This Selected Issues paper assesses The Gambia’s external competitiveness by reviewing developments in several indicators, ranging from exchange rate-based indices to survey-based assessments of the investment climate. The paper reviews the evolution of several multilateral and bilateral real exchange rate indices for The Gambia, and summarizes the results of a regression analysis that tests for misalignment of the exchange rate. The paper also evaluates the degree of autonomy extended to the Central Bank of The Gambia (CBG) under the provisions of the new Central Bank of The Gambia Act, 2005.
This paper presents key findings of the Fourth Review for the Gambia under the three-year arrangement under the Poverty Reduction and Growth Facility (PRGF). The Gambia remains at high risk of debt distress. Overall performance under the PRGF-supported program has been satisfactory, but downside risks to achieving program objectives have increased. IMF staff supports the authorities’ requests for a waiver for nonobservance of the fiscal basic balance performance criterion, augmentation of access, and modification of quantitative performance criteria for end-March 2009.
This Selected Issues paper examines economic developments in The Gambia during 1994–98. Although real output growth slowed significantly in the early 1990s and turned negative in 1994/95, both 1997 and 1998 were characterized by an upswing in real economic activity. The 1994/95 output decline of 3.4 percent was primarily owing to a significant downturn in tourist activity. The recovery in the tourist sector and the more favorable weather conditions led to real GDP growth of 4.9 percent in 1997 and an estimated real growth rate of 4.7 percent in 1998.
This Selected Issues paper and Statistical Appendix for The Gambia underlies that the exchange rate is broadly in line with fundamentals, although data weaknesses and uncertainties prevent a definitive assessment. The Gambia’s current account deficit is higher than economic fundamentals would predict, and a depreciation of 11 percent would be needed to restore sustainability. The external sustainability approach suggests that 4–6 percent depreciation is needed for the current account deficit to be consistent with constant net foreign assets as a share of GDP.
In recent years, the IMF has released a growing number of reports and other documents covering economic and financial developments and trends in member countries. Each report, prepared by a staff team after discussions with government officials, is published at the option of the member country.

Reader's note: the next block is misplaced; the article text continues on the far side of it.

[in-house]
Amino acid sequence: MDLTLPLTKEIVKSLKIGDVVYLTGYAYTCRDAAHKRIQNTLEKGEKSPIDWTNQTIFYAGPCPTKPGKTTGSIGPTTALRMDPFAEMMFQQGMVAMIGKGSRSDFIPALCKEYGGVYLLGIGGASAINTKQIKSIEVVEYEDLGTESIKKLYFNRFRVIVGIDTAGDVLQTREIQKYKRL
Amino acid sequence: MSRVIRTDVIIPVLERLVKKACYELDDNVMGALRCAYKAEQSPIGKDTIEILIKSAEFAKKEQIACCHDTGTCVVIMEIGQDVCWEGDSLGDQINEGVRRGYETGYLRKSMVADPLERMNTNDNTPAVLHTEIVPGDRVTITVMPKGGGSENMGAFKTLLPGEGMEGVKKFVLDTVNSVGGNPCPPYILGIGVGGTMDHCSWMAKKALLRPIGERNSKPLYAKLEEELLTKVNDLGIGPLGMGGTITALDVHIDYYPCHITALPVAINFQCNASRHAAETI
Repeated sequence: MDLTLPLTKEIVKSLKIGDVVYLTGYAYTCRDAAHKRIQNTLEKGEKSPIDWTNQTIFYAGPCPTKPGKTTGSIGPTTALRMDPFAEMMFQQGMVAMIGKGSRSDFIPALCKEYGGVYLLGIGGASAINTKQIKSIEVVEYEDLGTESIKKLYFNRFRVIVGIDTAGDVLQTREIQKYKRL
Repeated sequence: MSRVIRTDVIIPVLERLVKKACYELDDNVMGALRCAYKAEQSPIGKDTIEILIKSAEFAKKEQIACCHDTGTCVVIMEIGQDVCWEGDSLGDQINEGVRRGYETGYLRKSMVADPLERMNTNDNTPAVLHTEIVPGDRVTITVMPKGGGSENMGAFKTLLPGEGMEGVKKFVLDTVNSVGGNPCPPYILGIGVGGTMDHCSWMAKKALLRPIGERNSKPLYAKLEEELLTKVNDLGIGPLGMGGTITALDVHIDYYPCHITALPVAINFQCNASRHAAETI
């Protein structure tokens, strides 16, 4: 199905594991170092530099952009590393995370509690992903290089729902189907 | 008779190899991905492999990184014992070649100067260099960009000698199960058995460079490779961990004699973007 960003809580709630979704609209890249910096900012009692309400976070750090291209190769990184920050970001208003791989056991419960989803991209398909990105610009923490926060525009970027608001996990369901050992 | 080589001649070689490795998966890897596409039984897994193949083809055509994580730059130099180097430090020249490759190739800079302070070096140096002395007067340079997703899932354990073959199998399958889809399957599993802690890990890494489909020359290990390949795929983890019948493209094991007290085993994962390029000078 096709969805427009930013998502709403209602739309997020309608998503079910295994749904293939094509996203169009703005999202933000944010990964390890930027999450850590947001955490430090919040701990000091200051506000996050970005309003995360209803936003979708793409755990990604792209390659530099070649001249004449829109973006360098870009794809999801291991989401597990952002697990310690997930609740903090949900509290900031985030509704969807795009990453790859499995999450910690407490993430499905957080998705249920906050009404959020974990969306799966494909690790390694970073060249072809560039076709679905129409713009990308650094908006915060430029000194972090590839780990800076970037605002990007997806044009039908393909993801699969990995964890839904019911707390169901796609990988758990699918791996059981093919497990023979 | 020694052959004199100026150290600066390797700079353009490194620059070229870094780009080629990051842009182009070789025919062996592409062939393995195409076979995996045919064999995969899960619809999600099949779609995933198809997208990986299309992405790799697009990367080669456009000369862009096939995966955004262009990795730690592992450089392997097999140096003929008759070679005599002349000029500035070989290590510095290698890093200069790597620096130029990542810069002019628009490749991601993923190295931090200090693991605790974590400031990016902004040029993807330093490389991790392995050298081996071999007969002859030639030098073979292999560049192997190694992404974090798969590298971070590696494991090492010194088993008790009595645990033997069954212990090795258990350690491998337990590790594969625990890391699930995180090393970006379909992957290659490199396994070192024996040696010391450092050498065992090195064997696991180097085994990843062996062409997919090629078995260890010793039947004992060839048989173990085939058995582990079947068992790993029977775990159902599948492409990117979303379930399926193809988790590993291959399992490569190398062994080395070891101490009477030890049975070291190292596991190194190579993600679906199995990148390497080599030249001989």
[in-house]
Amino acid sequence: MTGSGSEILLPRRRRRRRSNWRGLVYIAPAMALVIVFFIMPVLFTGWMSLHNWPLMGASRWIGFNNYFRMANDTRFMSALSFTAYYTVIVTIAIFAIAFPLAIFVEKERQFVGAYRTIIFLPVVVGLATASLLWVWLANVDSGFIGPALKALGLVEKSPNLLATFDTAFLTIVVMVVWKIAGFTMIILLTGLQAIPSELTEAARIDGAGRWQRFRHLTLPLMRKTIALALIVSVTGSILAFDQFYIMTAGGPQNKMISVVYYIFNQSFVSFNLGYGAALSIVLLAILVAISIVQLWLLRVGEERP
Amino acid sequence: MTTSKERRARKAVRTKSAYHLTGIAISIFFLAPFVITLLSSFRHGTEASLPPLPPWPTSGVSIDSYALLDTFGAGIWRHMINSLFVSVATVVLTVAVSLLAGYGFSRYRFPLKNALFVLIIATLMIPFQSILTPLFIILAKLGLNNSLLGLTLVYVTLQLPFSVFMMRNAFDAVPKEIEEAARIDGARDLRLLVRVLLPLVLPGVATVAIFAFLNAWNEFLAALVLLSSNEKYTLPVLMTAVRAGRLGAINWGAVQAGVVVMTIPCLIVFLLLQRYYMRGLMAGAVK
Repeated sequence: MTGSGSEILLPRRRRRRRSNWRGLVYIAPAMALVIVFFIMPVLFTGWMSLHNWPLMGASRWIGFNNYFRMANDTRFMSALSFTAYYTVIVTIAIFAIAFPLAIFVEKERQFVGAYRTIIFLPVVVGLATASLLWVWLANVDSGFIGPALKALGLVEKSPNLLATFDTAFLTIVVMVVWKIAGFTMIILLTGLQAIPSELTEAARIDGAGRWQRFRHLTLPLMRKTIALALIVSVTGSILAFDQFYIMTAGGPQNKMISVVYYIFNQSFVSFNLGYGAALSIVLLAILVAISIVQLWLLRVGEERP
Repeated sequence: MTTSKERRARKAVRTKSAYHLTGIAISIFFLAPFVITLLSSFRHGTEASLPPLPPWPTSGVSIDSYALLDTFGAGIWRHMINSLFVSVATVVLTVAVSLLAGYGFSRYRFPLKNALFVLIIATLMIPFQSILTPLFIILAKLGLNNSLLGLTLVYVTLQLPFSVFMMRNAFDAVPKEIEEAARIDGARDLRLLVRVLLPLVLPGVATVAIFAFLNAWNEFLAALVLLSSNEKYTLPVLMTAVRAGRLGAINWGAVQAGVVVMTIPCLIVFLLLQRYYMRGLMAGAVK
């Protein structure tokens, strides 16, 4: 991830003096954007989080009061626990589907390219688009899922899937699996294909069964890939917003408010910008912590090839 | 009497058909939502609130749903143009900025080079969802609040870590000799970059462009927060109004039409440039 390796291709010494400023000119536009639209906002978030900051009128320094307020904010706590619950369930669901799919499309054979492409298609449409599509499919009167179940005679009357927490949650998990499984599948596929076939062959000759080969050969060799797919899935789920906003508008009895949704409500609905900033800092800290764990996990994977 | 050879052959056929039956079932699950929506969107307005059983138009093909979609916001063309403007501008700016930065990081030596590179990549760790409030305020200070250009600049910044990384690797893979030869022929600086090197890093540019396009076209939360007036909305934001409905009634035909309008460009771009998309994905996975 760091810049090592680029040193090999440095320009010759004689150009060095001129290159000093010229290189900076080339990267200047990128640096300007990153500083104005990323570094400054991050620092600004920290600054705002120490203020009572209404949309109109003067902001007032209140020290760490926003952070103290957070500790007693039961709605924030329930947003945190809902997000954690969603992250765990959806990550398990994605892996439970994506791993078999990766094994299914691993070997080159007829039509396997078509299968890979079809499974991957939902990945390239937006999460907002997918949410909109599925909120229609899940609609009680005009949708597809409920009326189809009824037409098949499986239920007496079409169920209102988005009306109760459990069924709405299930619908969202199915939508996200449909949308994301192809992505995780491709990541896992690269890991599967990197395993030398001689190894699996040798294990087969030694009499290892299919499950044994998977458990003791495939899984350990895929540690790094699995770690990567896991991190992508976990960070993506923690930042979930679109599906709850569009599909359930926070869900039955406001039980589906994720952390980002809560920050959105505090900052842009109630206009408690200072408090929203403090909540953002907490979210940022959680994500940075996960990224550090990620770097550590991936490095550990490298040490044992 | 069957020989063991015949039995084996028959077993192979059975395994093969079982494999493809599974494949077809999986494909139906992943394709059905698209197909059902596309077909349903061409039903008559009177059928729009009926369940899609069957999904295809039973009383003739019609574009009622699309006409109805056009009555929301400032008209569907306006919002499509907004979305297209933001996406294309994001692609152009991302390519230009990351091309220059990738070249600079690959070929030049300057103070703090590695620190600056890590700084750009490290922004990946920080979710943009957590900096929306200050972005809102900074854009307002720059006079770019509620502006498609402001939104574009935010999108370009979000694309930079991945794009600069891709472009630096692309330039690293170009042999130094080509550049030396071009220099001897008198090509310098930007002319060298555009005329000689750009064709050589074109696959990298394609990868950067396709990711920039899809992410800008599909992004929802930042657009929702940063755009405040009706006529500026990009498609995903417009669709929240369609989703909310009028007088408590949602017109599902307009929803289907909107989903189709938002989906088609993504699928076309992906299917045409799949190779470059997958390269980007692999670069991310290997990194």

This paper reviews economic developments in The Gambia during 1990–95. Economic activity slowed down in 1993/94 and contracted by at least 4 percent in real terms in 1994/95. With the drop in re-export trade and the disruption of the tourist season, domestic government revenues declined by more than 4 percent of GDP during 1993/94–1994/95; foreign grants fell by an additional 2 percent of GDP, owing to the suspension of balance-of-payments assistance following the military coup.
This paper applies intertemporal models of precautionary saving to compute an optimal level of international reserves for The Gambia. The analysis focuses on current account shocks specific to a low-income economy with a significant import component and complements a more standard, rule-of-thumb reserve adequacy assessment. The results suggest a central range from 4.5 months to 7 months of imports, which is broadly aligned with the recent actual coverage. Notwithstanding parameter sensitivity, the simulations allow for more informed policy decisions that balance flexibility with a prudent approach to reserve use.
This paper discusses the request from Gambian authorities for a three-year arrangement under the extended credit facility (ECF). The Gambian economy performed well during the previous IMF arrangement, which expired at the end of March 2011; however, there were slippages under the program. The authorities requested a new three-year ECF arrangement, with a large initial disbursement, but relatively low access overall. The initial disbursement would support stability during the current drought crisis, while remaining disbursements would encourage fiscal adjustment and catalyze donor support for the poverty reduction strategy.
International Monetary Fund. External Relations Dept.
IMF Managing Director Michel Camdessus, World Bank President James D. Wolfensohn, and World Trade Organization (WTO) Director-General Mike Moore issued a joint statement to the Third WTO Ministerial Conference in Seattle, Washington, on November 30. Camdessus also addressed the conference separately. Extracts from the joint statement, issued as News Brief 99/78, and Camdessus’s statement follow.
The Gambian economy showed strong growth and low inflation during the global crisis under the Extended Credit Facility (ECF), despite a sharp drop in tourism and remittance receipts. Executive Directors appreciated the macroeconomic policy framework and stressed the importance of achieving the MDGs and targets on poverty-reducing expenditures. They encouraged strengthening of fiscal performance to anchor macroeconomic stability and reduce the debt burden. Directors strongly supported tax reform and welcomed budget procedures and their execution. Directors supported recent improvements in debt management and stressed the importance of debt sustainability.